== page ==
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A recent question to when to use of and when for/to for solution suggested that of appears only in context of chemistry, and the word means something very different then. But I recalled almost universally finding

-2 and 2 are the solutions of the equation x^2 = 4

I consulted the dictionary and to my surprise I found:

2. Mathematics A value or values which, when substituted for a variable in an equation, make the equation true. For example, the solutions to the equation x^2 = 4 are 2 and -2.

I consulted the ngram and it made me even more confused than before.

ngram

It seems like solution to the equation is a relatively new trend, but picking up.

So, what's the official stance on correctness of the preposition to go with solution in mathematics?

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Prepositions are versitile words with overlapping meanings. There are several usages in English where more than one preposition could be used, with little or no change in meaning. Let me reiterate that: There are several usages in English where more than one preposition could be used, with little or no change of meaning. The Ngram is interesting, but hardly surprising. There's no "official" correct preposition here. –  J.R. Oct 22 '12 at 7:11
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@J.R. I think your comment is an answer in and of itself. –  Jim Oct 22 '12 at 8:12
    
Google nGrams need careful inference, especially if the parameter is not sharply and strongly defined. Usage of solution: a. an object that is the solution b. the process of solving -- accordingly, the context determines the preposition. This is just one of the factors influencing the choice of the preposition; similarly, there are others as well. –  Kris Oct 22 '12 at 8:25
    
Comments should help OP and editors to improve the question. Answers should be posted as answers. –  MετάEd Oct 22 '12 at 12:18
    
Please add a live link to the ngrams you posted. I have been unable to replicate what you show. Ngrams for solution of the equation,solution to the equation,solution for the equation is different, particularly 1930-1940 –  jwpat7 Oct 22 '12 at 15:02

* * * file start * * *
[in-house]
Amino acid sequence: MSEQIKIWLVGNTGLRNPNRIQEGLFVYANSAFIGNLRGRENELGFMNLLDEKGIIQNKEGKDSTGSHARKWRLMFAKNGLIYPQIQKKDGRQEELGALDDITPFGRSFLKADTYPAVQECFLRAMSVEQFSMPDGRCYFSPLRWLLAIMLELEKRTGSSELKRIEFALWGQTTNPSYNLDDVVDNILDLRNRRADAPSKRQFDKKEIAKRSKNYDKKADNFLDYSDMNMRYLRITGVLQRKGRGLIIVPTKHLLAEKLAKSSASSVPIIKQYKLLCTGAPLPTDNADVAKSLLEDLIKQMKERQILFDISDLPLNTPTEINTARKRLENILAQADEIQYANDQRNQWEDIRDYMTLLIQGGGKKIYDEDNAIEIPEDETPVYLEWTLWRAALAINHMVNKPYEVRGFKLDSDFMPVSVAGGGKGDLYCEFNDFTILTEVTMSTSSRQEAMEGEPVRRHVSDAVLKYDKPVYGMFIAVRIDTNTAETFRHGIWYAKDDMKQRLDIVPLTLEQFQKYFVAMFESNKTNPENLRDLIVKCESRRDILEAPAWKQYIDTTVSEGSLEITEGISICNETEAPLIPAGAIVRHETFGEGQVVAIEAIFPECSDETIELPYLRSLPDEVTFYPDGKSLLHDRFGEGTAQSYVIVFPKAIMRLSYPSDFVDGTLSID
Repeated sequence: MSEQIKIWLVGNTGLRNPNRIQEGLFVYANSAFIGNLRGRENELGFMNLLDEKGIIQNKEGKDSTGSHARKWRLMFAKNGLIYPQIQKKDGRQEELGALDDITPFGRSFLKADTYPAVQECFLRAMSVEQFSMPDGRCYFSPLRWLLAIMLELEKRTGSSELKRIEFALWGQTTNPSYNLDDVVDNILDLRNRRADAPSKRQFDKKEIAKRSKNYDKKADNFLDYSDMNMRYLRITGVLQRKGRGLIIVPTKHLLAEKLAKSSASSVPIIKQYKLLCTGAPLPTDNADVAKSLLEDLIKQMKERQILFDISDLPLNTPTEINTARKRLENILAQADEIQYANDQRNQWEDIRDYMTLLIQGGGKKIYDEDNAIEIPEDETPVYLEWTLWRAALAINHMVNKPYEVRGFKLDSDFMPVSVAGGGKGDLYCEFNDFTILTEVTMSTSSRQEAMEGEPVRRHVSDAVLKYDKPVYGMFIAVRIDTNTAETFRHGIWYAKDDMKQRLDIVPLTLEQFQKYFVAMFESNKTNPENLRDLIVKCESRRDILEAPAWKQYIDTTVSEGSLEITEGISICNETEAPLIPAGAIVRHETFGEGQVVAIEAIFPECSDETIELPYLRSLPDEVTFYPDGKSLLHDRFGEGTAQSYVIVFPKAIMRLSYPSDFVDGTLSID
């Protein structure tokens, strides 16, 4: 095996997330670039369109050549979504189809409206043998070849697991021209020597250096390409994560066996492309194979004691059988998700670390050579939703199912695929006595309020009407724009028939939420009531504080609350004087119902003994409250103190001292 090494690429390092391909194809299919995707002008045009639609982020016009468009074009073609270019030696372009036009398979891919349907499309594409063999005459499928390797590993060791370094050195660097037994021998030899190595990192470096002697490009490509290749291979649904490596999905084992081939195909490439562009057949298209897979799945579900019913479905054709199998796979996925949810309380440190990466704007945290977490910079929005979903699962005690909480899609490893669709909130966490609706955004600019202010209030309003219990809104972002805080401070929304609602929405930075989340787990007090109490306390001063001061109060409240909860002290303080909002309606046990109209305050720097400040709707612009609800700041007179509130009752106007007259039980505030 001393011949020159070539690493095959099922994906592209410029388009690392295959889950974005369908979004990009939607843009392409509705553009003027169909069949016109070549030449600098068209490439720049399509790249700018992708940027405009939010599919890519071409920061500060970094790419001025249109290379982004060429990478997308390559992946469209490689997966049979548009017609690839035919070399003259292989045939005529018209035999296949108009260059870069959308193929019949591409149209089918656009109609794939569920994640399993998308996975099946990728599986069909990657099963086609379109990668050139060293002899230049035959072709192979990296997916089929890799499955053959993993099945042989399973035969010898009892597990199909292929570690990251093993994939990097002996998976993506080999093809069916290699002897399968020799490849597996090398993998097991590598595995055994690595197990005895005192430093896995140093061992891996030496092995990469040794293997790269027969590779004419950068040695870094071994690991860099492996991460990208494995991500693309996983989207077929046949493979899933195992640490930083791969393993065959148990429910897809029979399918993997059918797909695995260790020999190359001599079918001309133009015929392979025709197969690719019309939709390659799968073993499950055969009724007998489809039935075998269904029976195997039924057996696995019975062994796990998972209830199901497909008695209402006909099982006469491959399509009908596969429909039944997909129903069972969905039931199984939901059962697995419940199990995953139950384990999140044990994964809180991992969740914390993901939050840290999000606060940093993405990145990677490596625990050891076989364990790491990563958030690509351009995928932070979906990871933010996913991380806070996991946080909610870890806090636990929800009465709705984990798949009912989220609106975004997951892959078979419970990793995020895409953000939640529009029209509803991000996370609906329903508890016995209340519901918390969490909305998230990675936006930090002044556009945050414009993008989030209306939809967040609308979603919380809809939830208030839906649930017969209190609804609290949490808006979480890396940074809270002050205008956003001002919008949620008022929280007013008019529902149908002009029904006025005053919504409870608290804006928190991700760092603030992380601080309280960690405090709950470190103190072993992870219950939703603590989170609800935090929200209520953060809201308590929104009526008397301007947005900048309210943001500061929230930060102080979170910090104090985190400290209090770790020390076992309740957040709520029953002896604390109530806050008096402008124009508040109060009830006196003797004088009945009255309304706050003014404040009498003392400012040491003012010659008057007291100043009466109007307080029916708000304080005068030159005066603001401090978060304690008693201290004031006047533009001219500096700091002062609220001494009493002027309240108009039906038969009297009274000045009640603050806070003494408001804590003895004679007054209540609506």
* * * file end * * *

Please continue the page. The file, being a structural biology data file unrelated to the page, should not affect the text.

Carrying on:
2 Answers 2

up vote 3 down vote accepted

Prepositions are versitile words with overlapping meanings. There are several usages in English where more than one preposition could be used, with little or no change in meaning. Let me reiterate that: There are several usages in English where more than one preposition could be used, with little or no change of meaning.

The Ngram is interesting, but hardly surprising. There's no "official" correct preposition here.

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I think there is a slight difference in meaning: solution of indicates that some set of solutions is known to exist, while solution to reflects no such knowledge. Consider these examples:

A. I have not found any solutions of this equation.

B. I have not found any solutions to this equation.

My intuition is that in (A), the speaker is treating it as a given that the equation has solutions, and just can't find them; in (B), however, it is possible that there are no solutions.

This intuition maybe comes from the fact that only mathematical systems can be said to definitively possess solutions. Solution to is much more common than solution of when the word is used in the context of real-world issues: a solution to the debt crisis.

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Interesting, but I'm not sure that most English speakers would recognize such a distinction. –  Jay Oct 22 '12 at 14:03
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I think almost no English speakers would recognize such a distinction. Neither A nor B suggest to me that the speaker assumes the equation has solutions. Both suggest the possibility of there being no solutions. –  jwpat7 Oct 22 '12 at 18:35

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